23 September 2011

September 23rd

Dollman vs. Demonic Toys (1993) trailer
Monster Brawl (2011) trailer
The Simpsons: "Treehouse of Horror: Bad Dream House" (1990)

The Ward (2010) directed by John Carpenter
I really wanted to like this more than I did.  This is the first new Carpenter movie in a decade, after the awful Ghost of Mars.  I was rooting for one of my all-time favorite directors to come back with a the apocalyptic spirit I loved in The Thing, Prince of Darkness or They Live.  Sadly, The Ward doesn't reach the heights of Carpenter's classics.

Not that this is a bad film.  It's well made and acted.  If you want a tough chick in your horror movie, Zombieland's Amber Heard is the way to go.  Susanna  Burney as Nurse Lundt is the best bitch-nurse since Nurse Ratched.  Carpenter's use of Ghost Alice is absolutely expert.  Until her final appearance, we never get a good look at her entirely.  Carpenter shows us her rotted hands (crawling with under-skin CGI worms, which was actually very effective) as they choke, or we get a glimpse of her face from just the eyes up, or she appears mostly cloaked in shadows behind someone.  The guy knows what he's doing with this stuff.

I think the main problem isn't with Carpenter, but with the script.  It's just not very special.  The twist towards the end isn't terribly surprising or original.  About half of the movie seems to be comprised of Kristen's escape attempts.  Also, the mental institution isn't very scary.  Though it looks vaguely like one of those incredibly creepy Kirkbride buildings (think Session 9), inside it's what I would expect a normal '60s institution to look like.  Sure, they're performing electroshock there, but we still do that today.  Sure, they've got a morgue there, but why wouldn't they?  Sure, they have lobotomy tools in the basement, but it's the '60s and they didn't know any better.

It's an alright film.  I hope it inspires Carpenter to pick up the camera again sooner than later.  And, hey, at least it has a classic Carpenter ending.  It just wouldn't be the same without one of those. (7/10)

Tucker & Dale vs Evil (2010) directed by Eli Craig
Welp, this one's going down as a classic of horror comedy.  That's an easy call to make.  Twenty years from now, people will be asking: "Do you want to watch Tucker & Dale, Shaun of the Dead or Evil Dead 2 tonight?"  Some scenes in this redneck-horror-turned-on-it's-head movie had me crying I was laughing so hard.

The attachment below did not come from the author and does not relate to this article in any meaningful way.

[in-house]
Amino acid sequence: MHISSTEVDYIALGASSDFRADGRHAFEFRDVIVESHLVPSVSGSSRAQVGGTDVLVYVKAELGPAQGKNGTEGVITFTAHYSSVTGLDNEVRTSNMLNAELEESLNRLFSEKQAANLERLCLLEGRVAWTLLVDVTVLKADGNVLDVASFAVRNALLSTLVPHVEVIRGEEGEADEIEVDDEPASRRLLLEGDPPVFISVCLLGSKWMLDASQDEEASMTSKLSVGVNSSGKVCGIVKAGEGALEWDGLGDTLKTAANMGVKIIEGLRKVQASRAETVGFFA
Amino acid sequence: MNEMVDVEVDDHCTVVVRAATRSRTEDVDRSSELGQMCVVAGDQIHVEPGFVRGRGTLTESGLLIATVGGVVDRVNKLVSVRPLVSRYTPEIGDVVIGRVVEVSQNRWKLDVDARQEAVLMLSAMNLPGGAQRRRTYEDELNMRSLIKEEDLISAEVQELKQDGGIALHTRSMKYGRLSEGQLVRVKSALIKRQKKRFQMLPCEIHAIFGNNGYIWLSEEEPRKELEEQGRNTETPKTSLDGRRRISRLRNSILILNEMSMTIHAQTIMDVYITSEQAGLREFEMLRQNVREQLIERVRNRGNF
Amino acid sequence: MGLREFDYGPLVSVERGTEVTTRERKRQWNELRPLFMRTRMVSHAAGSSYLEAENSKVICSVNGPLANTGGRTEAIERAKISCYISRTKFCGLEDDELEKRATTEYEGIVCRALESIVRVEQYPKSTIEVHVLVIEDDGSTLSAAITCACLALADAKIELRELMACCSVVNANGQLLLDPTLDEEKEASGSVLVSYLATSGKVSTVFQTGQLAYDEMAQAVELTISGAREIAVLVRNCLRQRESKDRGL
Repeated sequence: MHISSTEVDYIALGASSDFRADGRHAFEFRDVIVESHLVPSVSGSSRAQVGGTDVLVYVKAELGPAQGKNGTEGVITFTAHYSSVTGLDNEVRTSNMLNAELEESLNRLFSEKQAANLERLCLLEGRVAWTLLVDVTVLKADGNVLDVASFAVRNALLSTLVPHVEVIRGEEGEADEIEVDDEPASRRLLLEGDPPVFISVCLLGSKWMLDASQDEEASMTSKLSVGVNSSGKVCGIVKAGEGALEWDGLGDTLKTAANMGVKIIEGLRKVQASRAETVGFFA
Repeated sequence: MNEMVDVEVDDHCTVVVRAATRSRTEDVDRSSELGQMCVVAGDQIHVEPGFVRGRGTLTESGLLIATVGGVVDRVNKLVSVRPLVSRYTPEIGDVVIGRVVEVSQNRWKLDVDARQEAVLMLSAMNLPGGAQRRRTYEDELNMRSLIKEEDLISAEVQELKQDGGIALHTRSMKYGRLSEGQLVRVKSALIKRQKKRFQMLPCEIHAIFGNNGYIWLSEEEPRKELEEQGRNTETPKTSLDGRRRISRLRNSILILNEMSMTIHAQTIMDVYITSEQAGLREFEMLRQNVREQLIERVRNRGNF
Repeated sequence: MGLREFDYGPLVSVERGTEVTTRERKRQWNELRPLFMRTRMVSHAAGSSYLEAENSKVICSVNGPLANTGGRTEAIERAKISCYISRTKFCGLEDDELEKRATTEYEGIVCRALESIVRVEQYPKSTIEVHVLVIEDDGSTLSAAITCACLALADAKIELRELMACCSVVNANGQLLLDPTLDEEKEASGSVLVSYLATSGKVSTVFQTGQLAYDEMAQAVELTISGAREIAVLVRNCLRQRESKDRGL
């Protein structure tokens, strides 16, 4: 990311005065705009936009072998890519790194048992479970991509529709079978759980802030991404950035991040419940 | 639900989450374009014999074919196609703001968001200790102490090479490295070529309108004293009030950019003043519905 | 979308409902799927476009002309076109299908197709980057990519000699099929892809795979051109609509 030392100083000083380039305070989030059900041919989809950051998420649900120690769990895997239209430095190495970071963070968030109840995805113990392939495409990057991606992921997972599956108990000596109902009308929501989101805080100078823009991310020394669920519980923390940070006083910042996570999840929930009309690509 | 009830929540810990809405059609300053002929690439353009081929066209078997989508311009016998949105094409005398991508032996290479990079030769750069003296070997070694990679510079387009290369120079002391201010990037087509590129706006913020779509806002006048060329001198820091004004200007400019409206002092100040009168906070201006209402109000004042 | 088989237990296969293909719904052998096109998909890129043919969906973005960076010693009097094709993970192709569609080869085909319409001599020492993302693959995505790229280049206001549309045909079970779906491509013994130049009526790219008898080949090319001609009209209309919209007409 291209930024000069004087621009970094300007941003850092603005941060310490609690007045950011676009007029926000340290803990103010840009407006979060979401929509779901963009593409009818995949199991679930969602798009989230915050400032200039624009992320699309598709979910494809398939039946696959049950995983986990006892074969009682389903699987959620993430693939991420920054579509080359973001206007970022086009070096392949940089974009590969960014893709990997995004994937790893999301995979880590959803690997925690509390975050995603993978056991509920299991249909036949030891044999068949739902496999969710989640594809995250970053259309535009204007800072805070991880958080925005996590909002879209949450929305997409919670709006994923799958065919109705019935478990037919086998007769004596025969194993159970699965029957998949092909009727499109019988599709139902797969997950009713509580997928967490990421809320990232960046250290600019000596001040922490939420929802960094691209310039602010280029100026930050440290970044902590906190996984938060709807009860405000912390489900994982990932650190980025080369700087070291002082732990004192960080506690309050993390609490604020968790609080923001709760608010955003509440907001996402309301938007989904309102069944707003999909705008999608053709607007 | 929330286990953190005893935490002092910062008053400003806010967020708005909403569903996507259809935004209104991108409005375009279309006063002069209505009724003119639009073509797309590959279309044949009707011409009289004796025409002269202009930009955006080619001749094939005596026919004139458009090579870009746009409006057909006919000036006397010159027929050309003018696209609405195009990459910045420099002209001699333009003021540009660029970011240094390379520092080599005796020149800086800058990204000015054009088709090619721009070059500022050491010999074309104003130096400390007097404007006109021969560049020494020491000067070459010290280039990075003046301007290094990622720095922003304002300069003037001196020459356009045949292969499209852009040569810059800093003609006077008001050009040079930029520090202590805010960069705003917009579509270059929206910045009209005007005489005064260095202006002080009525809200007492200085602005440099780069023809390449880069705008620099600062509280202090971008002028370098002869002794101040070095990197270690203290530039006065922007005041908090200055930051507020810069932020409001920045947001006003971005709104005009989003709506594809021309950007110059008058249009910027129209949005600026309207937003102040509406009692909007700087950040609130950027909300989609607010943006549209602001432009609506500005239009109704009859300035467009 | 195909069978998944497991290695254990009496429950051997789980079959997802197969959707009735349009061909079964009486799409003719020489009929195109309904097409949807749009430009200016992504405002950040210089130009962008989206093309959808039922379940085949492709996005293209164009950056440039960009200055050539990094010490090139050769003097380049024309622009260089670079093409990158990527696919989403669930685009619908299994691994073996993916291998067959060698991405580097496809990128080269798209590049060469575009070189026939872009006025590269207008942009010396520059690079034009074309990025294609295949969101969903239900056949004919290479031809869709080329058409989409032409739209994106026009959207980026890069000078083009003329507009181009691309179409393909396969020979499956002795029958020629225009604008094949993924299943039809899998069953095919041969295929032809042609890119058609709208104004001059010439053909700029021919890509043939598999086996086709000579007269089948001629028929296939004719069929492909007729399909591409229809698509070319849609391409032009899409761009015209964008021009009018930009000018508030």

Yeah, the romance in the movie is a bit Hollywood predictable.  Yeah, there's a bit of a lull in the fun when the college kids abduct Tucker and the accidental deaths stop for a while.  There's so much other good stuff in the movie, I don't care.

My biggest complaint isn't with the movie, but with the marketing.  If you've watched the trailers, you've seen just about every really funny scene in the movie already.  The scenes -- extended in the movie -- are still funny, but not surprising like they should be.  But, what were they going to do?  They needed to let people know how funny the movie was, and creating a trailer like they did was really effective.  I watched the trailer a year ago and wanted to see it so badly I paid $11 to rent the thing on PSN today.

As much as horror fans may whine -- remakes suck, Twilight sucks, the old school directors have lost their touch -- there are always new classics being created.  Ain't we lucky? (8/10)

An unsettling view from a local hospital room


  1. I love Tucker & Dale vs Evil so damn much. I saw it a few weeks ago, and it has only grown in my estimation. Interestingly, I think it's a more effective statement on prejudice than most "serious" films manage...

  2. You got to the Ward before I could, but I'll still mention it in a later entry I spose.

    Great picture. Could be you're stuck in a 70's horror film, or one with heavy use of zoom lenses. Wicker Man comes to mind.